Previously: After work, a Stanford surgeon brings stones to lifeSurgeon offers his perspective on balancing life and workProgram for residents reflects “massive change” in surgeon mentality, New surgeons take time out for mental health and Helping those in academic medicine to both “work and live well”
Photo by Gabriel S. Delgado C.

Behavioral Science, In the News, Mental Health, Public Health, Research

Green roofs are not just good for the environment, they boost productivity, study shows

Green roofs are not just good for the environment, they boost productivity, study shows

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Boosting productivity can be as simple as looking at a grassy roof for just forty seconds, conclude researchers at the University of Melbourne. It’s been shown that contact with nature can relieve stress and improve concentration and mood, but this is one of the first studies to see if novel urban manifestations of greenery can have the same effect.

The study, published in the Journal of Environmental Psychology and led by Kate Lee of Melbourne’s Green Infrastructure Research Group, involved giving students a mindless computer task to do in a city office building with a brief break spent looking at a picture of either a lush green roof or bare concrete roof. Those who looked at the green one made significantly fewer mistakes and showed better concentration in the second half of the task. The study was based on the idea of “attention restoration” through microbreaks lasting under a minute, which happen spontaneously throughout the work day.

Lee is quoted in a press release:

We know that green roofs are great for the environment, but now we can say that they boost attention too. Imagine the impact that has for thousands of employees working in nearby offices… It’s really important to have micro-breaks. It’s something that a lot of us do naturally when we’re stressed or mentally fatigued. There’s a reason you look out the window and seek nature, it can help you concentrate on your work and to maintain performance across the workday.

Certainly this study has implications for workplace well-being and adds extra impetus to continue greening our cities. City planners around the world are switching on to these benefits of green roofs and we hope the future of our cities will be a very green one.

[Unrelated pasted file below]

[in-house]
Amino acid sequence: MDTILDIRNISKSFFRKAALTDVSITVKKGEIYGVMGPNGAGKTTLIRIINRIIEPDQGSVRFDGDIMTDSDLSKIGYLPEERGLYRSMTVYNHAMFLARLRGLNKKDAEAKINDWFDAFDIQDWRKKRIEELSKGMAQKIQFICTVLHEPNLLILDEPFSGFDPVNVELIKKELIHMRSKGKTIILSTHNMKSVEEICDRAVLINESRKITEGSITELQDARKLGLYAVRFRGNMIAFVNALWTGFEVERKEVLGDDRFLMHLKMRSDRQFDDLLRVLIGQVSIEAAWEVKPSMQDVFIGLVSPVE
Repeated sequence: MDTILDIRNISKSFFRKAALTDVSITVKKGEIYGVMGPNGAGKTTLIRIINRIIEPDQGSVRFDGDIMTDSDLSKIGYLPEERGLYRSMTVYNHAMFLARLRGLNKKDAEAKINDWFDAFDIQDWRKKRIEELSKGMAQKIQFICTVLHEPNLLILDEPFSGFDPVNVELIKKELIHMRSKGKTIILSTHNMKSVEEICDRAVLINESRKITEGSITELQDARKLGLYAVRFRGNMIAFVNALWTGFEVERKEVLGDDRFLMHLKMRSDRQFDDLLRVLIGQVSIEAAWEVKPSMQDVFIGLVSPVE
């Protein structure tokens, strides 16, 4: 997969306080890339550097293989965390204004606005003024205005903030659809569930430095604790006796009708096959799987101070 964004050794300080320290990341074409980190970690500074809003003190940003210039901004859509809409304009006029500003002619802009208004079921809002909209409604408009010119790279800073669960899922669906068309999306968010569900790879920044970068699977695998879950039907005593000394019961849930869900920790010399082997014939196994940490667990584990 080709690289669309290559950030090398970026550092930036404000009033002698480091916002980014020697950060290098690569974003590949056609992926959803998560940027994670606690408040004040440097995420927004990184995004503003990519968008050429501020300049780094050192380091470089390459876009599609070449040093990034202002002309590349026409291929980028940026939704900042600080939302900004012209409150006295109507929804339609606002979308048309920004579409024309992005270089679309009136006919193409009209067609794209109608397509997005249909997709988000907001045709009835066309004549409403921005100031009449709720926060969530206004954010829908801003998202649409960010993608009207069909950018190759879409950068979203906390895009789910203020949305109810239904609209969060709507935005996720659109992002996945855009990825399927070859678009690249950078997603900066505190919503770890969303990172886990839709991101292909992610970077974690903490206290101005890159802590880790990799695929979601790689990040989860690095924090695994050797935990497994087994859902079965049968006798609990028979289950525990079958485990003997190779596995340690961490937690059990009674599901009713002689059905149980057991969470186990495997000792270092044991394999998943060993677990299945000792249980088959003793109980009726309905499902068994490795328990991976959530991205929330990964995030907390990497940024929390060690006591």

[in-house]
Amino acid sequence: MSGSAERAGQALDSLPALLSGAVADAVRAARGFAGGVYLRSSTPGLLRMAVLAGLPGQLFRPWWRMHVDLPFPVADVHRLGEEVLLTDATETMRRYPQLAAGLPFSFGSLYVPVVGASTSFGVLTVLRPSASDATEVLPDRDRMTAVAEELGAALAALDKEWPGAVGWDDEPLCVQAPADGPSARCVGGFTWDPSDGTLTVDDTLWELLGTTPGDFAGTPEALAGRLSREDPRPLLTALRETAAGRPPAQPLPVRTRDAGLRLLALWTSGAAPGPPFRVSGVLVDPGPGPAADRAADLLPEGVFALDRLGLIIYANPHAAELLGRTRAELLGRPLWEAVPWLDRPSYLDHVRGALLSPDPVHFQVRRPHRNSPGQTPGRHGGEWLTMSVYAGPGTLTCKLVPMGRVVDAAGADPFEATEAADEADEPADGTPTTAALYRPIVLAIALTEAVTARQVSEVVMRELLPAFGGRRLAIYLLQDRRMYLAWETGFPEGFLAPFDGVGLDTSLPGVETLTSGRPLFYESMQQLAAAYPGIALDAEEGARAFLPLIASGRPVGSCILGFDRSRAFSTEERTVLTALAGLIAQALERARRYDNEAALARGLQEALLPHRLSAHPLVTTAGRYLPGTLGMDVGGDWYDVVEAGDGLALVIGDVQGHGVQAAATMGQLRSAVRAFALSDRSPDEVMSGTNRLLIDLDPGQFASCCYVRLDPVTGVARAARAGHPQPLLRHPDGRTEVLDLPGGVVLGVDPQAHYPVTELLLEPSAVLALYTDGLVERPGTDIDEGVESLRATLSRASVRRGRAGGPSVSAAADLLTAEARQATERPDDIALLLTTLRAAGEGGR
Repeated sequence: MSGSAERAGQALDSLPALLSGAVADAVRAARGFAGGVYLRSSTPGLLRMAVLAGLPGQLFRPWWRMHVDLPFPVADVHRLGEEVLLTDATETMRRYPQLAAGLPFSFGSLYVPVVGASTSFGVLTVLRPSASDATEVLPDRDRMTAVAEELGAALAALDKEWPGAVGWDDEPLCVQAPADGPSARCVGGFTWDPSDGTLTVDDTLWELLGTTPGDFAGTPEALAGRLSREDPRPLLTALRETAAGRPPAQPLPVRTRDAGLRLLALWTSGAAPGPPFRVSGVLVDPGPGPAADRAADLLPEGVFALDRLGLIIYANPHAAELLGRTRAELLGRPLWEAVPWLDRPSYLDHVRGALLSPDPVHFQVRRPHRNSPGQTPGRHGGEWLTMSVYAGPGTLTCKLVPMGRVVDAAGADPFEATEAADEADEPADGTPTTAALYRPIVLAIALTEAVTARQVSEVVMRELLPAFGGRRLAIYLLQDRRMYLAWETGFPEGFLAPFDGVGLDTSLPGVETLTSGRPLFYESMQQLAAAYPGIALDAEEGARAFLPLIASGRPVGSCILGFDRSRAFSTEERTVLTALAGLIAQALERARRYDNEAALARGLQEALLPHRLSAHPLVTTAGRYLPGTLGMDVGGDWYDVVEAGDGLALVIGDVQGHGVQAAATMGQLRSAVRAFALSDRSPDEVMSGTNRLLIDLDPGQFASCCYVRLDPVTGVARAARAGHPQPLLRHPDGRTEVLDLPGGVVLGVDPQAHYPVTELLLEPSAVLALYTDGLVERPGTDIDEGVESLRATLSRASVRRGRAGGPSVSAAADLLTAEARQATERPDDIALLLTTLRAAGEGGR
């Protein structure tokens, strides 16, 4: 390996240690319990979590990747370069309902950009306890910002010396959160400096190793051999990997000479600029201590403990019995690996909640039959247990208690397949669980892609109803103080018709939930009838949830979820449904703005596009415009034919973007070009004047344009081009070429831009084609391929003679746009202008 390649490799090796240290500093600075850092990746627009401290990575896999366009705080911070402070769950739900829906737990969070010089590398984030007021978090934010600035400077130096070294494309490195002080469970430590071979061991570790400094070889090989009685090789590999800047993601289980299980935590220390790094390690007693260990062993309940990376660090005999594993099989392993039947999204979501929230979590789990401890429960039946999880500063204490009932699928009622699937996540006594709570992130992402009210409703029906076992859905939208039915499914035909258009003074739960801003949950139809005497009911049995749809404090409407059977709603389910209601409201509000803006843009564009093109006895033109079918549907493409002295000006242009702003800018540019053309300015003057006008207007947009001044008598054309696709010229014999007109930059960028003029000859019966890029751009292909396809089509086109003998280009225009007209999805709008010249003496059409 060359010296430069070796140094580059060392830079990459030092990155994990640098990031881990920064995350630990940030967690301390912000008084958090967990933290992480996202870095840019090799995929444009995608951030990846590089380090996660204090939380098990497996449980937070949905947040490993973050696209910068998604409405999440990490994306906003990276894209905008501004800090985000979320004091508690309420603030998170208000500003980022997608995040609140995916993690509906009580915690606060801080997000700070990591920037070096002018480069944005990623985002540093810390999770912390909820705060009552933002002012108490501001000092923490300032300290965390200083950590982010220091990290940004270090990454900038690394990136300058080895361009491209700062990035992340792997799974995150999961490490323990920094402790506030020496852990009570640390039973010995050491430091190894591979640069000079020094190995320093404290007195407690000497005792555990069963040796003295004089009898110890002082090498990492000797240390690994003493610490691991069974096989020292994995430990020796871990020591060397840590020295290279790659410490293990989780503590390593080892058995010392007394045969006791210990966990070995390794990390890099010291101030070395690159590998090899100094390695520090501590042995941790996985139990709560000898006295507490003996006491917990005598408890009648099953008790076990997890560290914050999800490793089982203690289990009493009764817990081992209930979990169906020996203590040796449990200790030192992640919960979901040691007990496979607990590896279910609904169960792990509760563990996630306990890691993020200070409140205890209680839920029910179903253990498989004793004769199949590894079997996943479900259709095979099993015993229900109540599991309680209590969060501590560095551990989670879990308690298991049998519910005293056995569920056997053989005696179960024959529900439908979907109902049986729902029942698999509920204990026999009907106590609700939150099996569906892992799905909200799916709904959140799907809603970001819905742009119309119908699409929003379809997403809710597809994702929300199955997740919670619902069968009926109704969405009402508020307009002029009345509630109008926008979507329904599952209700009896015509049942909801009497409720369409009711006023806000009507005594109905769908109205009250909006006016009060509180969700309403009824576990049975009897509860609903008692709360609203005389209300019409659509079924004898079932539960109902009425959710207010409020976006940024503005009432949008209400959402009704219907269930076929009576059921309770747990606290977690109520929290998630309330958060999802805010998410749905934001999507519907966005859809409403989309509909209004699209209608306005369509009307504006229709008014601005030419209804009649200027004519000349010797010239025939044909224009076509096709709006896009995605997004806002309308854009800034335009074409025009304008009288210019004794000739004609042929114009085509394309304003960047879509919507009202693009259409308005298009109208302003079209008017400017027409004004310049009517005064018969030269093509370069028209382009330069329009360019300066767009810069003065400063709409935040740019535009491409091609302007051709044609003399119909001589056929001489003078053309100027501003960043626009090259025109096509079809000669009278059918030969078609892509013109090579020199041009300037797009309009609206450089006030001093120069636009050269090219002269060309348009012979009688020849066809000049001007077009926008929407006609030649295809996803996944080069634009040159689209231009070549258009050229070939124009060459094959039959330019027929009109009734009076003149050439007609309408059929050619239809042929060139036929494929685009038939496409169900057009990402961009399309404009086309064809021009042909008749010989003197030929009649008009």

She and her team next plan to see if city greening makes people more helpful and creative, as well as productive.

Previously: Nature is good for you, right? and Out of office auto-reply: Reaping the benefits of nature
Photo by Jeremy Reding

Medical Education, Medical Schools, Mental Health, SMS Unplugged

Free from school

Free from school

SMS (“Stanford Medical School”) Unplugged is a forum for students to chronicle their experiences in medical school. The student-penned entries appear on Scope once a week; the entire blog series can be found in the SMS Unplugged category

Editor’s note: After today, SMS Unplugged will be on a limited publishing schedule until September.

girls running

Summer. It beckons with strawberry warm rays of sunlight, afternoons spent splashing in a pool, and the joys of watermelon-flavored popsicles. We, second-year medical students around the country, look out our windows and see children, newly freed from school, frolicking in the playground next door – and feel miserable. For this is the time when we are experiencing the worst of medical school.

We have completed the pre-clinical curriculum, some of us barely crawling across the finish line. We have spent weeks cramming for the USMLE, an exam described in no softer terms than “the most important exam you will take in your life.” And we are becoming familiar with a new kind of anxiety as we prepare to enter clinics for the first time. Or, rather, my classmates are – I chose to take time off between second and third year.

In the midst of Stanford-high expectations for our professional performance, we are seldom taught exactly how to take care of ourselves. I knew that I needed to change something halfway through second year when I found myself outlining a novel instead of studying during finals week. I nearly failed two exams. But I was happy.

I felt satisfied.

And so, I set about finding a way to incorporate more of writing into my medical school experience. Stanford has funding called Medical Scholars, which is set aside for every medical student to take a year off to work on a significant project or research experience. Their office willingly helped me apply for and receive this funding to work on my novel full-time for a year. I can’t imagine this level of support for an artistic endeavor from any other medical school. And so very soon, I too will be frolicking in the grass, newly freed from school.

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Autism, Mental Health, Neuroscience, Research, Science, Stanford News, Stem Cells

Brain cell spheres in a lab dish mimic human cortex, Stanford study says

Brain cell spheres in a lab dish mimic human cortex, Stanford study says

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Mental disorders like autism and schizophrenia are notoriously difficult to study at the molecular level. Understandably, people are reluctant to donate pieces of living brain for study, and postmortem tissue lets researchers see the structure, but not the function, of the cells.